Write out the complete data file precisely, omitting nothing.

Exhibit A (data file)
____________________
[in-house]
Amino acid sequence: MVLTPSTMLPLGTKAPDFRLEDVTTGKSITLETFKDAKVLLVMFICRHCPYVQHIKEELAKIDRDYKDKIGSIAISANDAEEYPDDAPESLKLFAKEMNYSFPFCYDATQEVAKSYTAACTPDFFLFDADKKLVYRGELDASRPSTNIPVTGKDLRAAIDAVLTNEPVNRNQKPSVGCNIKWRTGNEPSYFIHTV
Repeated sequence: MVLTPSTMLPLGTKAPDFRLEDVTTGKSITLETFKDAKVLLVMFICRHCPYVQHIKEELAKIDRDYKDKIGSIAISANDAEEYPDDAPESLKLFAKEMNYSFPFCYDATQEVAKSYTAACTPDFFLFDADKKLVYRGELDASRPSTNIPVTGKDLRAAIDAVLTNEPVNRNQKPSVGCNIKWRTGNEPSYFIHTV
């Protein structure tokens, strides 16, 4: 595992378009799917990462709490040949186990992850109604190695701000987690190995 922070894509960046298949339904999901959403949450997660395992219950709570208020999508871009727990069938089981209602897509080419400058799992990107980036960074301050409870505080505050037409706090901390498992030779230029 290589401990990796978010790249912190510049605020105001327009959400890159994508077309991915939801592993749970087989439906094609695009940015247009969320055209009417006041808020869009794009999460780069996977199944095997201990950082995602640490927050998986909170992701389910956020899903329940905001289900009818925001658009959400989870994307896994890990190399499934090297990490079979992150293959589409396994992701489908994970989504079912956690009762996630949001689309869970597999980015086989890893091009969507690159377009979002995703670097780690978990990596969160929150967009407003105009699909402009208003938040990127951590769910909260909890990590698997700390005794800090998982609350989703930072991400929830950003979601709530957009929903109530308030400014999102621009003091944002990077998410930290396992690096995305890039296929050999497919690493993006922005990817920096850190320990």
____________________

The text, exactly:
[in-house]
Amino acid sequence: MVLTPSTMLPLGTKAPDFRLEDVTTGKSITLETFKDAKVLLVMFICRHCPYVQHIKEELAKIDRDYKDKIGSIAISANDAEEYPDDAPESLKLFAKEMNYSFPFCYDATQEVAKSYTAACTPDFFLFDADKKLVYRGELDASRPSTNIPVTGKDLRAAIDAVLTNEPVNRNQKPSVGCNIKWRTGNEPSYFIHTV
Repeated sequence: MVLTPSTMLPLGTKAPDFRLEDVTTGKSITLETFKDAKVLLVMFICRHCPYVQHIKEELAKIDRDYKDKIGSIAISANDAEEYPDDAPESLKLFAKEMNYSFPFCYDATQEVAKSYTAACTPDFFLFDADKKLVYRGELDASRPSTNIPVTGKDLRAAIDAVLTNEPVNRNQKPSVGCNIKWRTGNEPSYFIHTV
């Protein structure tokens, strides 16, 4: 595992378009799917990462709490040949186990992850109604190695701000987690190995 922070894509960046298949339904999901959403949450997660395992219950709570208020999508871009727990069938089981209602897509080419400058799992990107980036960074301050409870505080505050037409706090901390498992030779230029 290589401990990796978010790249912190510049605020105001327009959400890159994508077309991915939801592993749970087989439906094609695009940015247009969320055209009417006041808020869009794009999460780069996977199944095997201990950082995602640490927050998986909170992701389910956020899903329940905001289900009818925001658009959400989870994307896994890990190399499934090297990490079979992150293959589409396994992701489908994970989504079912956690009762996630949001689309869970597999980015086989890893091009969507690159377009979002995703670097780690978990990596969160929150967009407003105009699909402009208003938040990127951590769910909260909890990590698997700390005794800090998982609350989703930072991400929830950003979601709530957009929903109530308030400014999102621009003091944002990077998410930290396992690096995305890039296929050999497919690493993006922005990817920096850190320990």